The porcelain house is one of the most unique museums in the world. It’s an old structure but has been remodeled into a house with porcelain walls and artwork. Even on the random Wednesday I visited it, there were a good number of people. I can only imagine how crowded it would be during holiday/weekend days, but the exterior of the building was really gorgeous! The colors are beautiful, and really stand out in the area. The whole museum is a work of art, and I would highly recommend seeing it.
[Recommended Read: Porcelain House: Tianjin’s Gorgeous China Museum in Photos!]
Option 1: Staying in the City
The options below are differentiated based on one key fact, which is that the locations are vastly different. If you want to take your time, staying in the city is probably better for you. However, if you want to explore more, I would recommend the second option. I really, really enjoyed the second option, and think these places in the city aren’t nearly as worthy of a visit. However, they do offer more flexibility with your schedule, as they are closer.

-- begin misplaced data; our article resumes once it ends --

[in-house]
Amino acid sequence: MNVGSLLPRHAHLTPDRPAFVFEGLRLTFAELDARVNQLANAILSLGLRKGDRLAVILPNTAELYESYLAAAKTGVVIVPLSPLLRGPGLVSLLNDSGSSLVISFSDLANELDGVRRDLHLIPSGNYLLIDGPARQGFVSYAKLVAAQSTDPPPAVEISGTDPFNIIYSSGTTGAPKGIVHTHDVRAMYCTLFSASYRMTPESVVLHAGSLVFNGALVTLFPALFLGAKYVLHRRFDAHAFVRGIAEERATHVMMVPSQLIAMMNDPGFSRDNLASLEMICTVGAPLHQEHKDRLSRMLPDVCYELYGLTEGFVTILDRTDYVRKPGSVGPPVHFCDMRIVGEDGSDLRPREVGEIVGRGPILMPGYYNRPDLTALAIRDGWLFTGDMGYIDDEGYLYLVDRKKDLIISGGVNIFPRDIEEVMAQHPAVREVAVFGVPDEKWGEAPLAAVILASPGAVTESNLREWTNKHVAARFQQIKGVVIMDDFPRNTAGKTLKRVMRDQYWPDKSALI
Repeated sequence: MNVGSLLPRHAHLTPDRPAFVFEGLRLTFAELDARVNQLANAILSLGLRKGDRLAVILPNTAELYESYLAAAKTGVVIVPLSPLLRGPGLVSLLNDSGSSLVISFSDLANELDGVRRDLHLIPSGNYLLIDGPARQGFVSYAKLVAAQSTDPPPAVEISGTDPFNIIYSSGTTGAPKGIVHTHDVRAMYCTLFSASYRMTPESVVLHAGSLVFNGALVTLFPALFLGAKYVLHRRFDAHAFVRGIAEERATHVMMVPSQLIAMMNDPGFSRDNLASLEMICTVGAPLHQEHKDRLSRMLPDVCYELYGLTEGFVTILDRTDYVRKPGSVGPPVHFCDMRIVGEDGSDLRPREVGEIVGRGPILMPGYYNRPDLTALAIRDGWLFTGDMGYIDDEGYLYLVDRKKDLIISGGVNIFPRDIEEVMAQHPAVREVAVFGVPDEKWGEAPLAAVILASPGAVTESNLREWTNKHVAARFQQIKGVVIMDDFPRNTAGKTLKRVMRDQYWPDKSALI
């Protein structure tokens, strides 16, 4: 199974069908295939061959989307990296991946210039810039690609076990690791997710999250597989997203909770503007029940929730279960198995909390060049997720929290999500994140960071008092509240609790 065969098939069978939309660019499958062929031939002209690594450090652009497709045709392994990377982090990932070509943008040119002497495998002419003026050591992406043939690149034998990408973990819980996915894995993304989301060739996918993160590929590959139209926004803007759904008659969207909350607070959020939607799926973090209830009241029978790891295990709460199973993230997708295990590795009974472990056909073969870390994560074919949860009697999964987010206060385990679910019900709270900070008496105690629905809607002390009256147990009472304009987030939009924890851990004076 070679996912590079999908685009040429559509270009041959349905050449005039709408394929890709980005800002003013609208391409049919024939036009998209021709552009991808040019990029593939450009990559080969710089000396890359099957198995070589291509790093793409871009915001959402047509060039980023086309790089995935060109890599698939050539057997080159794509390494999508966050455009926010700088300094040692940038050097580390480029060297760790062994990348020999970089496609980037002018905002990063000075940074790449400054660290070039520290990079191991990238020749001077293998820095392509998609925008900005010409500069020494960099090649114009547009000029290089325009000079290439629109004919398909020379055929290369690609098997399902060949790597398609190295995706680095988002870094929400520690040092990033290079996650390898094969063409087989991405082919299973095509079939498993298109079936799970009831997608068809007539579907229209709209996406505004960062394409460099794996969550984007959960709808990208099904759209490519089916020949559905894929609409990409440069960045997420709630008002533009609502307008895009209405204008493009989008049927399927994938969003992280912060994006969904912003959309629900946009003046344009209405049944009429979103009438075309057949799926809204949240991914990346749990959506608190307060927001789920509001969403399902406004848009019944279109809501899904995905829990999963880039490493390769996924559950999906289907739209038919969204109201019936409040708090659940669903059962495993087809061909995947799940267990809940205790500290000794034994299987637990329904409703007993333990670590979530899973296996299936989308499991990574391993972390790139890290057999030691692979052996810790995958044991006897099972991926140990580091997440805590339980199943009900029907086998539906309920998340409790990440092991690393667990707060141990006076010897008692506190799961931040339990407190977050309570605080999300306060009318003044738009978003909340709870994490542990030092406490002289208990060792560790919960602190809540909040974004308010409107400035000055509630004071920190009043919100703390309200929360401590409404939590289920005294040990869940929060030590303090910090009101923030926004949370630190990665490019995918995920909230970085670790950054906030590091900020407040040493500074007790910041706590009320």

Pick this option if you want:
- More flexibility – you can go to these places by bike, walking, subway, taxi, etc. If you already bought your return ticket to Beijing, have a plane ticket to fly out of the airport, etc., you can plan more easily.
- More food options – it’s simply easier to find a place to eat in the city, and you can spend more time at a restaurant or with your street food.
- Not to worry about public transportation – as I mentioned, the best way to get around Tianjin is by bike. If you don’t want to deal with buses, stay in the city on your bike!
[Recommended Read: Guide to the Train Between Beijing and Tianjin]
Unlike the most famous Central Park, the one in Tianjin isn’t grand or an urban oasis. However, it’s right across the street from the Porcelain House and has benches for you to rest on. Don’t be afraid to just sit and watch the people around you walk by!
Five Great Avenues － 五大道, Wudadao